Having calm down kits and either in-person or virtual calm down centers is very helpful for students who need to take breaks in order to remain regulated. Storyline offers a wonderful online library of books read aloud by celebrities, with beautiful animated graphics to go with them. Set up your own virtual calm down center, and teach students how to use it when they are in need of a break.
While we will continue to see the effects of this pandemic on our children for years to come, incorporating the MUSE framework into your classroom will help you begin to rebuild your students’ emotional health.
For more tips on how to help your students (and yourself) during this chaotic time, please follow me. I am working fast to upload hundreds of units of SEL curriculum for all ages to my new site, EmotionalMUSE, and will send out updates as new units become available.
**Interested in writing a guest blog for my site? Would love to share your ideas! Submit your post here.
Looking for a new book to read? Many stories from educators, two student chapters, and a student-designed cover for In Other Words.
Guest post by Simon Choi, a mental health advocate and small business founder. He foundedStandout Bands which supports Beyond Blue and allows him to write for his mental health blog, Healthy Minds. Simon is particularly passionate about supporting those experiencing depression. Currently, Simon is supporting those struggling as a result of COVID-19 related mental health issues. He lives in Melbourne, Australia.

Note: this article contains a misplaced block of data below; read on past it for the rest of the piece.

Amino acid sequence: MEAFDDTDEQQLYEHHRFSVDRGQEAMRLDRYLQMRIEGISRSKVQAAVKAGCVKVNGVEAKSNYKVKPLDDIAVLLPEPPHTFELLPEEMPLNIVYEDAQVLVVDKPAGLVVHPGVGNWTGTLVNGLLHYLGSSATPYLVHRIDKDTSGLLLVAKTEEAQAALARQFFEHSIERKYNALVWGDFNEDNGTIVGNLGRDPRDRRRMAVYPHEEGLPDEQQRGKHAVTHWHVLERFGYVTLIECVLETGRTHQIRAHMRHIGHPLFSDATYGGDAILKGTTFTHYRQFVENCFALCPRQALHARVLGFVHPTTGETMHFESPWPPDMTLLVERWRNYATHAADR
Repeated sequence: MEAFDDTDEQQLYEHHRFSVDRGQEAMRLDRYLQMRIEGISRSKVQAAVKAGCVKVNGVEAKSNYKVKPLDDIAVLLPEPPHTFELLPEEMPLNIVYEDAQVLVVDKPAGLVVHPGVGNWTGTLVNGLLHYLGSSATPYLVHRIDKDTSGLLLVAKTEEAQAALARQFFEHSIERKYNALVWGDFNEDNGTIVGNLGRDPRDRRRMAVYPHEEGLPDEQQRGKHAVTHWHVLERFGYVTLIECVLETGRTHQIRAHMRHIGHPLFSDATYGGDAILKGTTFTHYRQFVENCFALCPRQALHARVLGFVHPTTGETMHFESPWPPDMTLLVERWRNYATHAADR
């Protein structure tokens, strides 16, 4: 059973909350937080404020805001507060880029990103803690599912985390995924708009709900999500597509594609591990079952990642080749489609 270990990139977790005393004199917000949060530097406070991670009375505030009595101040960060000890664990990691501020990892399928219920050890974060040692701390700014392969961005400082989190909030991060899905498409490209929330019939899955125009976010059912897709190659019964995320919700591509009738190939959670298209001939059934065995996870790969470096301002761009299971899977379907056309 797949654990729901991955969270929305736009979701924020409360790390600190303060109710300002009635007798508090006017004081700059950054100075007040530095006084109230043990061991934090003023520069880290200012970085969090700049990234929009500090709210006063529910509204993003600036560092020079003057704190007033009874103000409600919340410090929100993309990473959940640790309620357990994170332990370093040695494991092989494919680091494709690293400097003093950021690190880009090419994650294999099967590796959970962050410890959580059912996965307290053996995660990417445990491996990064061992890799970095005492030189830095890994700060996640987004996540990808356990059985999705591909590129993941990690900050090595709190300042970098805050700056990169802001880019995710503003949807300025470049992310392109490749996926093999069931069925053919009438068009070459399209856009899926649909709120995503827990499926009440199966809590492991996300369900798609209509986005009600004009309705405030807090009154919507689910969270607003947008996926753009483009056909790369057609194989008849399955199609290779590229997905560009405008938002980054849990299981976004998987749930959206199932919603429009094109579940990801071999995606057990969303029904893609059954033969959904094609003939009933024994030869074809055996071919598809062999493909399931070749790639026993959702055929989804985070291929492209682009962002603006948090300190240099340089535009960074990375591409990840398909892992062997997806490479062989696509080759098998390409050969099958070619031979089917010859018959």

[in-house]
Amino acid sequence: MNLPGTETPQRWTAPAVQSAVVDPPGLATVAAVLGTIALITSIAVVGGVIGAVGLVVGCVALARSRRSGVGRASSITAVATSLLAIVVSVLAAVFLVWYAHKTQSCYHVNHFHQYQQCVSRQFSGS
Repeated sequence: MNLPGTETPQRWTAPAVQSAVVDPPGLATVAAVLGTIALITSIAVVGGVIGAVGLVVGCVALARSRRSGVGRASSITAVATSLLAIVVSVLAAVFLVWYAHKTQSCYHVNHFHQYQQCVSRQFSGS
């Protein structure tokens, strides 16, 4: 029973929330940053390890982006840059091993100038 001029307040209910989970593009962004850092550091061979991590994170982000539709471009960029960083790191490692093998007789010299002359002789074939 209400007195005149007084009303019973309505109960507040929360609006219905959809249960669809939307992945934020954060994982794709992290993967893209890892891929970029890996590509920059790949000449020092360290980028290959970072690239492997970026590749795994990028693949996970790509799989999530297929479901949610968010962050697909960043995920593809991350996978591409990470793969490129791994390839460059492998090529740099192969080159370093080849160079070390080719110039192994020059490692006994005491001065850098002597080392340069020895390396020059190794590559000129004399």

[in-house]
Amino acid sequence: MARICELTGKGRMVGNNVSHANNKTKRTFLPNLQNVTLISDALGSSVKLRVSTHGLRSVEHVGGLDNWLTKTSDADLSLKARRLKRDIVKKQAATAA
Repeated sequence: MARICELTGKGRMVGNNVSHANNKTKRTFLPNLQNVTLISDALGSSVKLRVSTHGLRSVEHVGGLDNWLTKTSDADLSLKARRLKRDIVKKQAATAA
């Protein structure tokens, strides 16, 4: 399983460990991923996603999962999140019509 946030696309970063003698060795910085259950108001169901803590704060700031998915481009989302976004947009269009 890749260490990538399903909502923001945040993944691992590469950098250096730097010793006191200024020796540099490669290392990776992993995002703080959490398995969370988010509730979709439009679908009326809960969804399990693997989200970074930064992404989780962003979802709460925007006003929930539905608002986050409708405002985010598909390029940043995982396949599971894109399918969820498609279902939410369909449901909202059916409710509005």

*Opinions expressed are those of the guest author.
Times of Uncertainty
The Global Coronavirus Pandemic has been ongoing for months now and there is a great deal of uncertainty among government and society. Adults are dealing with loss of work, changes to daily routines and possibly even sick relatives. However, the uncertainty is not only limited to adults.
The Effects on Children
Children are not immune to the fears that this global pandemic has produced. Their lives have been greatly affected as well. Children are not only out of school, but they are not able to visit their friends and family as well. For example, fear of the health of the elderly means most grandparents are not advised to see grandkids in the present environment. Parents and educators can try to help and reduce some of this anxiety. In the following article, we will discuss seven ways that any educator or parent may be able to help those they care for and teach:
#1 Keep Their Usual Schedule